Southern Indiana Gets an Interstate – to Bloomington
January 26, 2015
By: Blair M. Gardner
The U.S. District Court in Indianapolis closed a chapter in a long-running environmental case on January 15 when it refused to reconsider its grant of summary judgment issued last March in favor of the Federal Highway Administration and the Indiana Department of Transportation’s approval of the I–69 expansion project. The expansion of the existing I-69 across southwest Indiana is intended to create a highway connecting Evansville to Indianapolis. This endeavor, which has been called the largest contiguous construction project in the United States, was first considered by the state in 1944. Renewed interest in an Evansville–to–Indianapolis highway was prompted by two Acts of Congress in the 1990s. The “Intermodal Surface Transportation Act of 1991” designated a potential new route from Indianapolis to Memphis, Tennessee, via Evansville as a “high priority corridor” for future development. As part of the “Transportation Equity Act for the 21st Century,” Congress in 1998 designated this corridor as an extension of I–69 southward from Indianapolis.
In preparation for various phases of the project, the federal and state agencies analyzed possible environmental effects of the project as required by the National Environmental Policy Act (NEPA) in the “tiering” process described in 40 C.F.R. § 1502.20. In Tier 1, the agencies analyzed the project's potential “overarching effects” and prepared a record of decision (ROD). In Tier 2, they analyzed each of the project’s six distinct segments. Each individual section received its own environmental impact statement (EIS) and ROD.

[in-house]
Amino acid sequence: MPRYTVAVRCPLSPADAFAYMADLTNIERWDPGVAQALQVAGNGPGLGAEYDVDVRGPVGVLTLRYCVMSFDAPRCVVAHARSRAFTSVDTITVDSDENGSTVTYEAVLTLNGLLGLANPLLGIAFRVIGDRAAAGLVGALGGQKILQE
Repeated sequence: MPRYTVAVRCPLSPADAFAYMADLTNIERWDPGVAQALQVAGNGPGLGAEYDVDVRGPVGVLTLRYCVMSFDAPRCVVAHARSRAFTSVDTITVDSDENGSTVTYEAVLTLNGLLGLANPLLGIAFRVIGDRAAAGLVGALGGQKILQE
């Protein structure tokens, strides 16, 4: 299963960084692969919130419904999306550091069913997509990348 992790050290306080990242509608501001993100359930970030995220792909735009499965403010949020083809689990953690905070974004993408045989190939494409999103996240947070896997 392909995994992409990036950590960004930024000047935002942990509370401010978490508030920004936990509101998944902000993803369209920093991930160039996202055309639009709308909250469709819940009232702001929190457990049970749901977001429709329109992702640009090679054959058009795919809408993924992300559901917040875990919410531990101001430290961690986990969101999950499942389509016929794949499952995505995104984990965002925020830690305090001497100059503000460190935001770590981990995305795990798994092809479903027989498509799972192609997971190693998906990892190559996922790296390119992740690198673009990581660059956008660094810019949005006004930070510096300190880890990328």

Plaintiffs challenged Tier 1 of this process, as well as sections 3 and 4 of Tier 2 in an action filed in August 2011, seeking declaratory and injunctive relief, as well as reimbursement of reasonable attorneys' fees and costs. They alleged that agencies violated the Administrative Procedures Act (APA), 5 U.S.C. §§ 701–06, and NEPA, 42 U.S.C. § 4332 et seq. In their nine-count complaint, the Plaintiffs described several actions as contrary to the laws of the United States: conducting various activities before a final EIS and ROD were issued for section 4 of the Project; failing to prepare a supplemental EIS to reflect “new” and “substantial” information on air pollution, bridges, and archaeological sites; conducting several Project-related activities in bad faith; and converting unspecified artifacts on Plaintiffs' land. The Plaintiffs alleged that harm will inure, inter alia, to the region's ecosystems, natural resources, environmental quality, endangered species (namely, the Indiana Bat and Cerulean Warbler), and the habitats of various animal species. The citizens’ groups alleged generally that the I–69 project will adversely impact its members' “recreational, aesthetic and educational interests.”
A preliminary injunction seeking to halt further expenditures and design work until a new EIS was prepared was denied in 2012. Summary judgment was granted on all remaining claims on March 31, 2014. The recent decision of the U.S. District Court in Indianapolis simply reaffirms the grant of summary judgment granted last year. The decision now allows the construction of section 4 between Bloomington and the existing I-69 terminus in Greene County, Indiana. The district court’s dismissal of the action ends litigation over the Evansville to Bloomington portion of the interstate. The remaining segment to I-465 outside of Indianapolis is expected to follow existing Indiana State Route 37. Whether environmental groups will seek to challenge what is now essentially the improvement of an existing highway remains open.
This article was authored by Blair M. Gardner, Jackson Kelly PLLC. For more information on the author, click here.